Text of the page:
The switch from Bharat Stage 4 (BS4) to Bharat Stage 6 (BS6) emission norms has also added to the woes of the sector as BS6 was to be implemented from 1st April 2020. This brought in long term problems to the automobile industry from both manufacturing end to sales point like Research and Development (R&D), technological up gradation and closing down of plants to stop piling up of old inventory production. As new BS6 vehicles were few in the market and the switch to BS6 saw the overall demand sales of BS4 vehicles drop, which led to increase in inventory of old (BS4) vehicles both in two wheeler and four wheeler segments. Hence many automobile plants of leading players were closed down for few days to halt the production, which led to loss of jobs of contractual work force. Macro-economic issues that added to this crisis include the decline in demand/consumption both from the rural and urban markets, and a liquidity crunch in the financial markets. NBFCs have had an enormous exposure to vehicle financing in the country, covering all segments, commercial vehicles, and passenger vehicles -two/three/four wheelers. In July’19 NBFCs financed almost 70 percent of new two-wheelers and 60 per cent of new commercial vehicles sold in the country comprising of Infrastructure Leasing & Financial Services (IL&FS) and Dewan Housing Finance Limited (DHFL) which were leading NBFCs. When IL&FS and DHFL went into financial distress, they transmitted this contagion from the financial services sector to automobile sector dragging it down. In July 2019, the Society of Indian Automobile Manufacturers (SIAM) wrote a letter to the Government of India (GOI) to take appropriate measures to promote flow of credit in the system to facilitate new vehicle purchases. This was emphasized to improve liquidity specifically in the NBFC sector lending that saw both monthly and quarterly basis downfall in sales and had even lead to closure of a few dealerships.
The reverse gear of auto-industry came immediately after GOI declared a nationwide lockdown on 24th March 2020 to contain COVID19. SIAM declared that the plant closure of Auto Original Equipment Manufacturers (OEMs) & Components manufacturers will lead to a loss of turnover of Rs 2,300 crore per day and a cumulatively three-week shut down of the automotive industry will translate into a total revenue loss of Rs 48,300 crore. Supporting the lockdown all the auto-makers immediately temporary closed down which included Maruti Suzuki, Honda, Hyundai, Tata Motors, Mahindra, Toyota Kirloskar Motors, Kia Motors and others. Even the two-wheeler segment manufacturers Hero MotoCorp, Honda Motorcycle, Scooter India, TVS Motor Company, Bajaj Auto, Suzuki Motorcycle and Yamaha have shut down manufacturing. A minor support came on March 27th, 2020, when the Federation of Automobile Dealers Associations (FADA) appealed to the Supreme Court to allow the sale of BS4 vehicle inventory which has piled up amid the COVID19 crisis. The Supreme Court gave an extension of ten days, post the ongoing 21-day lockdown to sell the old inventory of BS4 vehicles with a caveat that only 10 per cent of the unsold BS4 inventory could be sold in India excluding Delhi-NCR region where none can be sold. The stock lying includes approx. 7 lakh two-wheelers, 15,000 passenger cars and 12,000 commercial vehicles are left unsold.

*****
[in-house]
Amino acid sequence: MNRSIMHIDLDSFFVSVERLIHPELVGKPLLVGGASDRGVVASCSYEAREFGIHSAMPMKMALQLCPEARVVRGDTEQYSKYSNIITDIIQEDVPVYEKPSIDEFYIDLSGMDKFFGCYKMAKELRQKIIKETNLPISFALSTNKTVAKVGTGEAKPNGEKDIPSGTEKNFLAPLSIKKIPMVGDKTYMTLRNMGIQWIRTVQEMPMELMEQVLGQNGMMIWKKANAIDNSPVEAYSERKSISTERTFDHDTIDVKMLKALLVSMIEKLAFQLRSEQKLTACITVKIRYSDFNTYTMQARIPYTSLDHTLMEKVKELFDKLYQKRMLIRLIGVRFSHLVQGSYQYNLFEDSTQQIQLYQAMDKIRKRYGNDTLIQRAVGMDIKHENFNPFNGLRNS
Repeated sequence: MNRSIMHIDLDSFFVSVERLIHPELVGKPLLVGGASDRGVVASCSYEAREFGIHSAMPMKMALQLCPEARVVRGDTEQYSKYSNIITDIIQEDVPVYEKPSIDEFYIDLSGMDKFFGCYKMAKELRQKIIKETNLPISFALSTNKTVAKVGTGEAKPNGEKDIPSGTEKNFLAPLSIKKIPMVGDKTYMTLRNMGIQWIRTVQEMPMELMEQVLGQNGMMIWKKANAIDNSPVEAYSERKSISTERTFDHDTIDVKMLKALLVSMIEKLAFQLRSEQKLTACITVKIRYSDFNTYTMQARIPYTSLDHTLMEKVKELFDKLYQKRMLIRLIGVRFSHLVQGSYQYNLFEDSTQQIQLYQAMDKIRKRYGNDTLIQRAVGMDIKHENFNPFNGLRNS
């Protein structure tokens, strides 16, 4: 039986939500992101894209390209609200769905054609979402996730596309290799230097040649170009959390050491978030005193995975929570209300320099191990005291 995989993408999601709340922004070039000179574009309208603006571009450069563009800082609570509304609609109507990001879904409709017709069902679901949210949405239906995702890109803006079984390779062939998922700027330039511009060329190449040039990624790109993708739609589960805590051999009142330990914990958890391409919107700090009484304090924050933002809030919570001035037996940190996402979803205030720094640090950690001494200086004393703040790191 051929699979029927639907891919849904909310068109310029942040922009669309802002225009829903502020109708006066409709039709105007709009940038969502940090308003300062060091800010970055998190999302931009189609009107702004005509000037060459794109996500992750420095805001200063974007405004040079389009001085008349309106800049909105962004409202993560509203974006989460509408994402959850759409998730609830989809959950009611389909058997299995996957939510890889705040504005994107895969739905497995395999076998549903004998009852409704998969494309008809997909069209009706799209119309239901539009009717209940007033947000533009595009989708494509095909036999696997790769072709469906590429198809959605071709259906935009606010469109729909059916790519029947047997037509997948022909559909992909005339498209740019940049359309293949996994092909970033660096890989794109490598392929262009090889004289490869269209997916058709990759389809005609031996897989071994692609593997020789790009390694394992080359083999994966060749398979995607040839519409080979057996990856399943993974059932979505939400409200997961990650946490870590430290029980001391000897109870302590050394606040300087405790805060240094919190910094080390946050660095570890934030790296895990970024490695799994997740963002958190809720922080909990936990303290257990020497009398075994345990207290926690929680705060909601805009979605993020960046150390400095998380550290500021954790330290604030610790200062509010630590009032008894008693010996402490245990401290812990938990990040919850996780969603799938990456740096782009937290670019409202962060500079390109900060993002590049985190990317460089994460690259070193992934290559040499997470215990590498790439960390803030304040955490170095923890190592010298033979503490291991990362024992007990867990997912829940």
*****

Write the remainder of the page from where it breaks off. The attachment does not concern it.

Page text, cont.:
Let us hope that the Indian automotive industry, which had been accelerating for the last two decades and has now gone into reverse gear has seen the worst. But the present global pandemic with the lockdown, job losses and declining demand casts a spell of gloom for the industry in the near future.
The article has been authored by Dr. Ruchi Mehrotra Joshi PGPIM (IMI, Delhi), Ph.D (Finance), School of Law, University of Petroleum & Energy Studies, Dehradun